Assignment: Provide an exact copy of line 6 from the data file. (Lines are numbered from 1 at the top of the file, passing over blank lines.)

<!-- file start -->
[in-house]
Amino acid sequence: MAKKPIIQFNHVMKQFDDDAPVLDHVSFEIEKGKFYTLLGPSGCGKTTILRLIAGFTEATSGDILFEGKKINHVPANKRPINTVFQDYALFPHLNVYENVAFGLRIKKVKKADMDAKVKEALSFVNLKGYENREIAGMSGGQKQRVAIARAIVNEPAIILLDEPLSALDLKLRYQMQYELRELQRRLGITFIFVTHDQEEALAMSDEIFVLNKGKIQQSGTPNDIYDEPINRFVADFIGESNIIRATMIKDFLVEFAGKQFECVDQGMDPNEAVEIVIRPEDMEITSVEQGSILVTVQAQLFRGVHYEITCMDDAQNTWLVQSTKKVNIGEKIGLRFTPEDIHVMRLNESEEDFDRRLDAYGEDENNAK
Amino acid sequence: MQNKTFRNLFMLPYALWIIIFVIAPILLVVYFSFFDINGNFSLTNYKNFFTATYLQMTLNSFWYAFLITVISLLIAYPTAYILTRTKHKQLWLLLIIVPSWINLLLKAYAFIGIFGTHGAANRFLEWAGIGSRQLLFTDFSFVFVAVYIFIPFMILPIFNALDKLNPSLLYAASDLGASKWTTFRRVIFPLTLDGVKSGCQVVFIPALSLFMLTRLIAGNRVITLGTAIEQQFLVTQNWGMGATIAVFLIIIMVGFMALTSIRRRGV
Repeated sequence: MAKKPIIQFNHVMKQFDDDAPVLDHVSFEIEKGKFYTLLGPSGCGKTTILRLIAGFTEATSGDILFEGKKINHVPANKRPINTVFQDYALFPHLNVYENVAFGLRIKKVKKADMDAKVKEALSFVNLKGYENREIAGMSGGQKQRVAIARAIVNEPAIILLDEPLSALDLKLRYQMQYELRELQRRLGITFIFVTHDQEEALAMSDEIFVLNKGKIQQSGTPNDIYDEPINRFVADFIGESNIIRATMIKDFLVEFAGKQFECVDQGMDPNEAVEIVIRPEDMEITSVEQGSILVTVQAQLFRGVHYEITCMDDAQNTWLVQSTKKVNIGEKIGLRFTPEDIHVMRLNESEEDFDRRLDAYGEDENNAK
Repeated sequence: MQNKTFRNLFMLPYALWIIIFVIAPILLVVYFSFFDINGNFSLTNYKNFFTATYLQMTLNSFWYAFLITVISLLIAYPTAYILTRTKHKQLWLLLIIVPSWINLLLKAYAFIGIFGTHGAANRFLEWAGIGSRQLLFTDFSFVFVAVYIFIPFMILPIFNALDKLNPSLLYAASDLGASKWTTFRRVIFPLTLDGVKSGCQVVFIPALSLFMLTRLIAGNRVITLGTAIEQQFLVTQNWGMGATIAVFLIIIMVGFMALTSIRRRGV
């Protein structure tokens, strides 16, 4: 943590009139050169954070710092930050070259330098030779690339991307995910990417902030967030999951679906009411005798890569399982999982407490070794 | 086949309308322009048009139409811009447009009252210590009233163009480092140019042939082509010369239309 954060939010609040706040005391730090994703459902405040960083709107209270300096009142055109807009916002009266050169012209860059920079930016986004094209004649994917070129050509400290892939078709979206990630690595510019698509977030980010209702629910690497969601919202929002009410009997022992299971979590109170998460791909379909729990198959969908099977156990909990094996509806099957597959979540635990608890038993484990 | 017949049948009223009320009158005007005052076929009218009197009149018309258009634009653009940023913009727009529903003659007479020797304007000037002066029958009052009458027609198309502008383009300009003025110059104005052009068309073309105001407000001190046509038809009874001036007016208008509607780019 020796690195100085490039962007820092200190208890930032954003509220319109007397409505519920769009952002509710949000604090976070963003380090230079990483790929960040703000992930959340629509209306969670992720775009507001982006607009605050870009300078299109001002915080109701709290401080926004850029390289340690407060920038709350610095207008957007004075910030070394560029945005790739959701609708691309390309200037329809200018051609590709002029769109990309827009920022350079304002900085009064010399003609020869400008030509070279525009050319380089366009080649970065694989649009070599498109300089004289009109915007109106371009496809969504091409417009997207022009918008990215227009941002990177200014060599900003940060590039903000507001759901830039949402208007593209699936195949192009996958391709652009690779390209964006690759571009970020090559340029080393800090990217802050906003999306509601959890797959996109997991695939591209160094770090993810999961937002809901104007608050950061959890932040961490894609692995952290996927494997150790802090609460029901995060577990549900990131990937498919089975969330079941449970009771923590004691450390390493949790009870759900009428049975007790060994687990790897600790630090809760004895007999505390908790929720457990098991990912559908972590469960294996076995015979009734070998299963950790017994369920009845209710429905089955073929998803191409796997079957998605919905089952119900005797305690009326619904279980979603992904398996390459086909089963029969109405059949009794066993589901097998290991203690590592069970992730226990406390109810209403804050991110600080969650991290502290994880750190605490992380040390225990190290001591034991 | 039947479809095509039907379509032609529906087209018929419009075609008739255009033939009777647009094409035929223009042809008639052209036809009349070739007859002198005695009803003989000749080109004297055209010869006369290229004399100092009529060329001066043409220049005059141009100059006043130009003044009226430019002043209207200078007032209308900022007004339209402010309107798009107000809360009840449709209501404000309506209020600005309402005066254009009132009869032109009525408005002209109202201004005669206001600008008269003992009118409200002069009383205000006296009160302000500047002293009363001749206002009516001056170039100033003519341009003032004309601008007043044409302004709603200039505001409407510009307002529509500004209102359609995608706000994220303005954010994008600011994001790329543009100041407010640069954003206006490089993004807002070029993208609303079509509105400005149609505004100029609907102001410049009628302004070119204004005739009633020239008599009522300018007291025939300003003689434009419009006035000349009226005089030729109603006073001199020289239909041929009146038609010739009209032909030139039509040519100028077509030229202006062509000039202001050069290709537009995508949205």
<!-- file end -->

């Protein structure tokens, strides 16, 4: 943590009139050169954070710092930050070259330098030779690339991307995910990417902030967030999951679906009411005798890569399982999982407490070794 | 086949309308322009048009139409811009447009009252210590009233163009480092140019042939082509010369239309 954060939010609040706040005391730090994703459902405040960083709107209270300096009142055109807009916002009266050169012209860059920079930016986004094209004649994917070129050509400290892939078709979206990630690595510019698509977030980010209702629910690497969601919202929002009410009997022992299971979590109170998460791909379909729990198959969908099977156990909990094996509806099957597959979540635990608890038993484990 | 017949049948009223009320009158005007005052076929009218009197009149018309258009634009653009940023913009727009529903003659007479020797304007000037002066029958009052009458027609198309502008383009300009003025110059104005052009068309073309105001407000001190046509038809009874001036007016208008509607780019 020796690195100085490039962007820092200190208890930032954003509220319109007397409505519920769009952002509710949000604090976070963003380090230079990483790929960040703000992930959340629509209306969670992720775009507001982006607009605050870009300078299109001002915080109701709290401080926004850029390289340690407060920038709350610095207008957007004075910030070394560029945005790739959701609708691309390309200037329809200018051609590709002029769109990309827009920022350079304002900085009064010399003609020869400008030509070279525009050319380089366009080649970065694989649009070599498109300089004289009109915007109106371009496809969504091409417009997207022009918008990215227009941002990177200014060599900003940060590039903000507001759901830039949402208007593209699936195949192009996958391709652009690779390209964006690759571009970020090559340029080393800090990217802050906003999306509601959890797959996109997991695939591209160094770090993810999961937002809901104007608050950061959890932040961490894609692995952290996927494997150790802090609460029901995060577990549900990131990937498919089975969330079941449970009771923590004691450390390493949790009870759900009428049975007790060994687990790897600790630090809760004895007999505390908790929720457990098991990912559908972590469960294996076995015979009734070998299963950790017994369920009845209710429905089955073929998803191409796997079957998605919905089952119900005797305690009326619904279980979603992904398996390459086909089963029969109405059949009794066993589901097998290991203690590592069970992730226990406390109810209403804050991110600080969650991290502290994880750190605490992380040390225990190290001591034991 | 039947479809095509039907379509032609529906087209018929419009075609008739255009033939009777647009094409035929223009042809008639052209036809009349070739007859002198005695009803003989000749080109004297055209010869006369290229004399100092009529060329001066043409220049005059141009100059006043130009003044009226430019002043209207200078007032209308900022007004339209402010309107798009107000809360009840449709209501404000309506209020600005309402005066254009009132009869032109009525408005002209109202201004005669206001600008008269003992009118409200002069009383205000006296009160302000500047002293009363001749206002009516001056170039100033003519341009003032004309601008007043044409302004709603200039505001409407510009307002529509500004209102359609995608706000994220303005954010994008600011994001790329543009100041407010640069954003206006490089993004807002070029993208609303079509509105400005149609505004100029609907102001410049009628302004070119204004005739009633020239008599009522300018007291025939300003003689434009419009006035000349009226005089030729109603006073001199020289239909041929009146038609010739009209032909030139039509040519100028077509030229202006062509000039202001050069290709537009995508949205």